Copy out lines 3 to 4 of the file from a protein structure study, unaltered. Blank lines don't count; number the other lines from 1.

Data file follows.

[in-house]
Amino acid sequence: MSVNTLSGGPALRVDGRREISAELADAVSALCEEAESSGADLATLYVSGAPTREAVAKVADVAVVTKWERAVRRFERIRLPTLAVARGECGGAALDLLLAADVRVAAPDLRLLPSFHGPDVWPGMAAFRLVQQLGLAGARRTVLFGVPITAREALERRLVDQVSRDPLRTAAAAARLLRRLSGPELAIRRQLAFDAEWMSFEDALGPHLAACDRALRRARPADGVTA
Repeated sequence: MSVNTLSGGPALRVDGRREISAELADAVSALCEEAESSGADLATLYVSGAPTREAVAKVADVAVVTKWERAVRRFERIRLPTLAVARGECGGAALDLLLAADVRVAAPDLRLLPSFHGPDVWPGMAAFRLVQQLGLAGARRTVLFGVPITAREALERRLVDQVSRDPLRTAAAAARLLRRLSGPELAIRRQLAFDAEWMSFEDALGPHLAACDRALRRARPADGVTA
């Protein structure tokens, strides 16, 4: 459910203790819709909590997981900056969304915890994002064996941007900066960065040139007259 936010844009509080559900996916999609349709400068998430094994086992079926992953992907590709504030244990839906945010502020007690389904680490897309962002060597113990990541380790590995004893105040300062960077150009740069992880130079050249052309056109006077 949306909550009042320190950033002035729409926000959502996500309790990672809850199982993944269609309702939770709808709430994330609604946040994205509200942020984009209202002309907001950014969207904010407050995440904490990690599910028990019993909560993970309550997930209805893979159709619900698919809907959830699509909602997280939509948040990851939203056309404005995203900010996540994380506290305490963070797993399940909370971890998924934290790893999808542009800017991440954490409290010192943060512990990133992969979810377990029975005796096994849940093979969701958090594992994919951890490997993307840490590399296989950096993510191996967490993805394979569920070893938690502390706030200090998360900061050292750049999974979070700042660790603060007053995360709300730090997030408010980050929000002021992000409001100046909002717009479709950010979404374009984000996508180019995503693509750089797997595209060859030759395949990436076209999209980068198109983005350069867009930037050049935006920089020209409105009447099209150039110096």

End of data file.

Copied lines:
Repeated sequence: MSVNTLSGGPALRVDGRREISAELADAVSALCEEAESSGADLATLYVSGAPTREAVAKVADVAVVTKWERAVRRFERIRLPTLAVARGECGGAALDLLLAADVRVAAPDLRLLPSFHGPDVWPGMAAFRLVQQLGLAGARRTVLFGVPITAREALERRLVDQVSRDPLRTAAAAARLLRRLSGPELAIRRQLAFDAEWMSFEDALGPHLAACDRALRRARPADGVTA
């Protein structure tokens, strides 16, 4: 459910203790819709909590997981900056969304915890994002064996941007900066960065040139007259 936010844009509080559900996916999609349709400068998430094994086992079926992953992907590709504030244990839906945010502020007690389904680490897309962002060597113990990541380790590995004893105040300062960077150009740069992880130079050249052309056109006077 949306909550009042320190950033002035729409926000959502996500309790990672809850199982993944269609309702939770709808709430994330609604946040994205509200942020984009209202002309907001950014969207904010407050995440904490990690599910028990019993909560993970309550997930209805893979159709619900698919809907959830699509909602997280939509948040990851939203056309404005995203900010996540994380506290305490963070797993399940909370971890998924934290790893999808542009800017991440954490409290010192943060512990990133992969979810377990029975005796096994849940093979969701958090594992994919951890490997993307840490590399296989950096993510191996967490993805394979569920070893938690502390706030200090998360900061050292750049999974979070700042660790603060007053995360709300730090997030408010980050929000002021992000409001100046909002717009479709950010979404374009984000996508180019995503693509750089797997595209060859030759395949990436076209999209980068198109983005350069867009930037050049935006920089020209409105009447099209150039110096």